Book Review: Timeless by Gail Carriger

386 pp.
Timeless is the final book in the Parasol Protectorate series. Our Heroine has been living in one of the closets of Lord Akeldama’s home so she can be close to her daughter. (If you will recall, Akeldama is supposed to be the primary caregiver, so a certain amount of subterfuge is required.) She needs to be close to her daughter because Prudence does not actually possess the quality she is named for and has the distressing habit of being wild, reckless and nearly uncontrollable. (A toddler with the ability to become whatever supernatural person she touches is especially difficult to handle if you are say, a vampire, especially if you are a vampire who is now mortal because the kid stole your powers.)

 Alexia is summoned to Alexandria in Egypt by Matakara, who is the oldest vampire queen and has a certain amount of authority, which means that Alexia cannot say “no” to this summons. The ancient queen wants to meet Alexia and her daughter for some unknown reason that may or may not have to do with the “God-Breaker Plague,” (which causes supernatural beings to lose their powers) expanding toward Alexandria. During the trip Alexia finds out a great deal about her father and his activities in Egypt, gets into and out of a great deal of trouble and discovers why her daughters current favorite word is “no!”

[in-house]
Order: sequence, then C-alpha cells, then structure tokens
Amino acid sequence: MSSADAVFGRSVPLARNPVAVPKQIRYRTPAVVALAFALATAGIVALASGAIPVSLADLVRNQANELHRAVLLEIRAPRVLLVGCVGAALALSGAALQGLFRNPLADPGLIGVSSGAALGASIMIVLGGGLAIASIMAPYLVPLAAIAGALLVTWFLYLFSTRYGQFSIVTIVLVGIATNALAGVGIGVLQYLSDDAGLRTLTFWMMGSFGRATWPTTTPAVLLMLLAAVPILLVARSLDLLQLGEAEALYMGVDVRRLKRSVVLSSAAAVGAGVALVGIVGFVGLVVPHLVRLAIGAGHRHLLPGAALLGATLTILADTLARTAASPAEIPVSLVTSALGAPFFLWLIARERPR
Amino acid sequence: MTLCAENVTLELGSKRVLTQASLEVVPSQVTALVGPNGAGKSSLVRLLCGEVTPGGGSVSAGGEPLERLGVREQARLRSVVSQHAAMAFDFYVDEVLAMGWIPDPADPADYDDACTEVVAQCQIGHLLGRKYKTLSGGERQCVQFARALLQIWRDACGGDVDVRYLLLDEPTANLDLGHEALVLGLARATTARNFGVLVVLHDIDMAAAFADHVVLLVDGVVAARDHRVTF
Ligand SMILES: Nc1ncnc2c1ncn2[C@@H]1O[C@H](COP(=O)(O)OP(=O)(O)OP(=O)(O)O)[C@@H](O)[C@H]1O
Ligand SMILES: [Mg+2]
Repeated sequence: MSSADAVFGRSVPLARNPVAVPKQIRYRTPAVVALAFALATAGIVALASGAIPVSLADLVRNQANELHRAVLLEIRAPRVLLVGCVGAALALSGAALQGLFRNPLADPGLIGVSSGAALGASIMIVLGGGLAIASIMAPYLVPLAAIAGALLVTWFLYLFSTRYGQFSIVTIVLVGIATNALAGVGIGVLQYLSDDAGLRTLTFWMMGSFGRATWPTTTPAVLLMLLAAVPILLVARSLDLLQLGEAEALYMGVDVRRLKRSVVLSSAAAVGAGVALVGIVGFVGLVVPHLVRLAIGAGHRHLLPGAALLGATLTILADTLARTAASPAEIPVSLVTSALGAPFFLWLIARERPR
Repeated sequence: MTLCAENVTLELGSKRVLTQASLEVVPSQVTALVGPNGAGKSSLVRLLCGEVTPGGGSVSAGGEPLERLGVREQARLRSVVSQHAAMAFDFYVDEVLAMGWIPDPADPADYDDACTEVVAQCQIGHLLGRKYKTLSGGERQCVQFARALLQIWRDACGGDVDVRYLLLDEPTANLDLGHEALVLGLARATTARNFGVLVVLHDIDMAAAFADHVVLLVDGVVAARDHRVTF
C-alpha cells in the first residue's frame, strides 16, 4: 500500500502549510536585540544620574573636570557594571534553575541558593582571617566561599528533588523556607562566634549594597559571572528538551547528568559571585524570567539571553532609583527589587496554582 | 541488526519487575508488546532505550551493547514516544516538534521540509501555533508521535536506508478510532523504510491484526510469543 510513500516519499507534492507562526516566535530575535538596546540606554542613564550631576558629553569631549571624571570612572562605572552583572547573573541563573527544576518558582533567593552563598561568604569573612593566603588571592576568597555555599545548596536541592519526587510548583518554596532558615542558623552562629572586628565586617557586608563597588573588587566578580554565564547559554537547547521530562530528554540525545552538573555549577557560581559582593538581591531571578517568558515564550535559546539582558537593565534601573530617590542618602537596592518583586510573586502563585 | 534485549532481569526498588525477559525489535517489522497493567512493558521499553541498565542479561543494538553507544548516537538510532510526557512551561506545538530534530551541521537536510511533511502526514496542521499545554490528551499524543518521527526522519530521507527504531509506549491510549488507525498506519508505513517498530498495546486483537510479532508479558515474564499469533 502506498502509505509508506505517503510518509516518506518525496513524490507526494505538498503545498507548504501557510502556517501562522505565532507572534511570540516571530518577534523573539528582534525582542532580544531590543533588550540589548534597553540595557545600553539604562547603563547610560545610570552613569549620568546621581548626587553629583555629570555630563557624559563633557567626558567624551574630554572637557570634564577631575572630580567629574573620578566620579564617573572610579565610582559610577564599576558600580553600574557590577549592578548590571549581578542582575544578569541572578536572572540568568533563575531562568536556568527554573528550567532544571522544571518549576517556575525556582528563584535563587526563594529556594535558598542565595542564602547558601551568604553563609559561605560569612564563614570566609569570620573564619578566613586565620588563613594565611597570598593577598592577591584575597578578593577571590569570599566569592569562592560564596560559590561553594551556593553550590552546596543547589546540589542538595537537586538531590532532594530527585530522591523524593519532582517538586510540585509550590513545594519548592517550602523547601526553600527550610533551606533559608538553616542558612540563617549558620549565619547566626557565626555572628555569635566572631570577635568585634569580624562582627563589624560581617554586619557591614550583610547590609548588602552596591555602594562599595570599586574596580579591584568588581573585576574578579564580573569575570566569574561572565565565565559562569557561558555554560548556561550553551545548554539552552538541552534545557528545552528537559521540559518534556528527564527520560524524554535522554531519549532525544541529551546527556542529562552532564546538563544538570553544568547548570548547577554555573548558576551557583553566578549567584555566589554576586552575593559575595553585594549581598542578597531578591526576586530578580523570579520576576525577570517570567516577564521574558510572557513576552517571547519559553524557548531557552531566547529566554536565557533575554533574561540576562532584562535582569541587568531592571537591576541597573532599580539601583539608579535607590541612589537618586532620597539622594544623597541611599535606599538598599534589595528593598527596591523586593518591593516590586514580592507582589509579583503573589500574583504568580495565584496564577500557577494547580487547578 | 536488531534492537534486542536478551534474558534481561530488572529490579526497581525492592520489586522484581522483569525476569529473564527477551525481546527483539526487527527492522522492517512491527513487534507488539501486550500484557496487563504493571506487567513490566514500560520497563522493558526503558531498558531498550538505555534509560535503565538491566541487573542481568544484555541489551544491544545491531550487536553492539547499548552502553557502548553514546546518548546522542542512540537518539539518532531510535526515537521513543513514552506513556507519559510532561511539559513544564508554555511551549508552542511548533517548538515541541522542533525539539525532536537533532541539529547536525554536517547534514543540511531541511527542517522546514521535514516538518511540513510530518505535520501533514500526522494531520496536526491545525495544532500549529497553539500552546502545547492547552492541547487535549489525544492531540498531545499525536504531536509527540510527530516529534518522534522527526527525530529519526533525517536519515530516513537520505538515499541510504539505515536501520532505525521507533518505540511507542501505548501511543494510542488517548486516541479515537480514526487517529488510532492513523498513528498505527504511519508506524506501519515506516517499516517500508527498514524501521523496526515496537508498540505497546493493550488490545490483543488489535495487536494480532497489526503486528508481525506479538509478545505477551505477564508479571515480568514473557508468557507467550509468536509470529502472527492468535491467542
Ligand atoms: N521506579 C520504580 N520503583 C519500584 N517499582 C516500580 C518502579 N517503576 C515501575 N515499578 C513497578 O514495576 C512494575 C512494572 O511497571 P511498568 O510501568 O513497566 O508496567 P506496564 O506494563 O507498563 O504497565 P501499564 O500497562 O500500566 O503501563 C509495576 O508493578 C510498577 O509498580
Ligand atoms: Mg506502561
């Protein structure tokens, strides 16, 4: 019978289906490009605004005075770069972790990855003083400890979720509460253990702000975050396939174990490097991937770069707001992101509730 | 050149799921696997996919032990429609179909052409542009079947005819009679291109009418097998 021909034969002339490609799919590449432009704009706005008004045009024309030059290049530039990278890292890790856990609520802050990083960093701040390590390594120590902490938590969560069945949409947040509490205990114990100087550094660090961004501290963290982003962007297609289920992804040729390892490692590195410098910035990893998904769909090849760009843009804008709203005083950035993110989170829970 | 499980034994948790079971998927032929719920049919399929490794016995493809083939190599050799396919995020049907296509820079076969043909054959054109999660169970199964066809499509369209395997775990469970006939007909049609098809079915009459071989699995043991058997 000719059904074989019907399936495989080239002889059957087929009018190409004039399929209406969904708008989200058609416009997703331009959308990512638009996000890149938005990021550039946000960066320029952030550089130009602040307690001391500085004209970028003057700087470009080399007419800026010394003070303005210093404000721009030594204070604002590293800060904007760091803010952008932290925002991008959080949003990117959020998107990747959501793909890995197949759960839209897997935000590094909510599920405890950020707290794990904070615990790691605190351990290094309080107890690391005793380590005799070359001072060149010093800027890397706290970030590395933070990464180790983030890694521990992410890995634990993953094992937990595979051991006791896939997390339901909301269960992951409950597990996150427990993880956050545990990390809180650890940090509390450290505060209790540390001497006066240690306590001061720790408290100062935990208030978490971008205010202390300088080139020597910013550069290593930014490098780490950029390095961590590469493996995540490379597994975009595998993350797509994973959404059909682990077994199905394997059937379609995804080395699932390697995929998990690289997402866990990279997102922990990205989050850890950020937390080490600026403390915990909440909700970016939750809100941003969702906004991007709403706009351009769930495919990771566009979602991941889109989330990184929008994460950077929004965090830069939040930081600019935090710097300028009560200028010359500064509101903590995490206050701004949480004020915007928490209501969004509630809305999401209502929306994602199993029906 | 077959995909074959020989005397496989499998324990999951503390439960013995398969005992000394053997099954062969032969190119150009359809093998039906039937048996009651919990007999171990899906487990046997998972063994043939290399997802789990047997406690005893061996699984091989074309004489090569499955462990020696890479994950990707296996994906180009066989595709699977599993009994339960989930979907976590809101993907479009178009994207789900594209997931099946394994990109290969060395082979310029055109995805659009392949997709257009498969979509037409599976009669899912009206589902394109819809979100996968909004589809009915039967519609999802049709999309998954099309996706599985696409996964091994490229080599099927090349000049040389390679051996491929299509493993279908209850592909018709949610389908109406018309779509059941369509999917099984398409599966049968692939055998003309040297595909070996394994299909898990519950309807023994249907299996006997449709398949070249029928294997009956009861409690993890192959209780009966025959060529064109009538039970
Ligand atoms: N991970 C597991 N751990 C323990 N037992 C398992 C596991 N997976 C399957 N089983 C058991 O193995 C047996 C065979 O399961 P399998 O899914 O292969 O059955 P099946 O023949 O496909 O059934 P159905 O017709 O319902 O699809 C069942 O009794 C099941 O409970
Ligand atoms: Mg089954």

Adding some more excitement to the mix, Alexia’s sister Felicity causes an extreme domestic disturbance when she releases information concerning the assassination attempt that led to Conall taking over the Woolsey pack. Conall’s granddaughter of course immediately sends a letter to Conall about the details. (Felicity claims that she is only doing the right thing. What she is actually doing is maliciously attempting to ruin Alexia’s marriage. Felicity is a horrible person.)

This was an excellent finale that answered a lot of questions that had come up during the course of the series. Timeless is fast-paced and engaging with great dialog, strong action scenes and entertaining romantic elements. (I especially liked the growing relationship between Lyall and Biffy, as well as the continuing relationship between Alexia and Conall.) Though this is the final book in the series, I am hoping that Carriger revisits this story-universe and these characters again in the future.


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Filed under alternate history, fantasy, Gail Carriger, Review: Book, steam punk

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